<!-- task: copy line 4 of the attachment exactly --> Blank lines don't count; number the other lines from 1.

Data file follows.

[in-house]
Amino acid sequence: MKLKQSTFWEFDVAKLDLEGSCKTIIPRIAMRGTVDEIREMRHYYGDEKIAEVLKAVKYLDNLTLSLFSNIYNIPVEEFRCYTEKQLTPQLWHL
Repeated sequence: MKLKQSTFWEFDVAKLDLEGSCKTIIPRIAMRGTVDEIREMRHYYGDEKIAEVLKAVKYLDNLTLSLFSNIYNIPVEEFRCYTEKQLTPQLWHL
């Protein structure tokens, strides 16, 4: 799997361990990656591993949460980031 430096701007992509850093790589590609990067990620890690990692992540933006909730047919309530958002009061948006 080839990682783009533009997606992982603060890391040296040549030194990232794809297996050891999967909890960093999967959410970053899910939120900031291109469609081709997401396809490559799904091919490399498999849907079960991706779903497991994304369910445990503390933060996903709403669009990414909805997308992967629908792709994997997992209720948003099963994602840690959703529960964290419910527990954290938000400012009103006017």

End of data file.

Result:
């Protein structure tokens, strides 16, 4: 799997361990990656591993949460980031 430096701007992509850093790589590609990067990620890690990692992540933006909730047919309530958002009061948006 080839990682783009533009997606992982603060890391040296040549030194990232794809297996050891999967909890960093999967959410970053899910939120900031291109469609081709997401396809490559799904091919490399498999849907079960991706779903497991994304369910445990503390933060996903709403669009990414909805997308992967629908792709994997997992209720948003099963994602840690959703529960964290419910527990954290938000400012009103006017």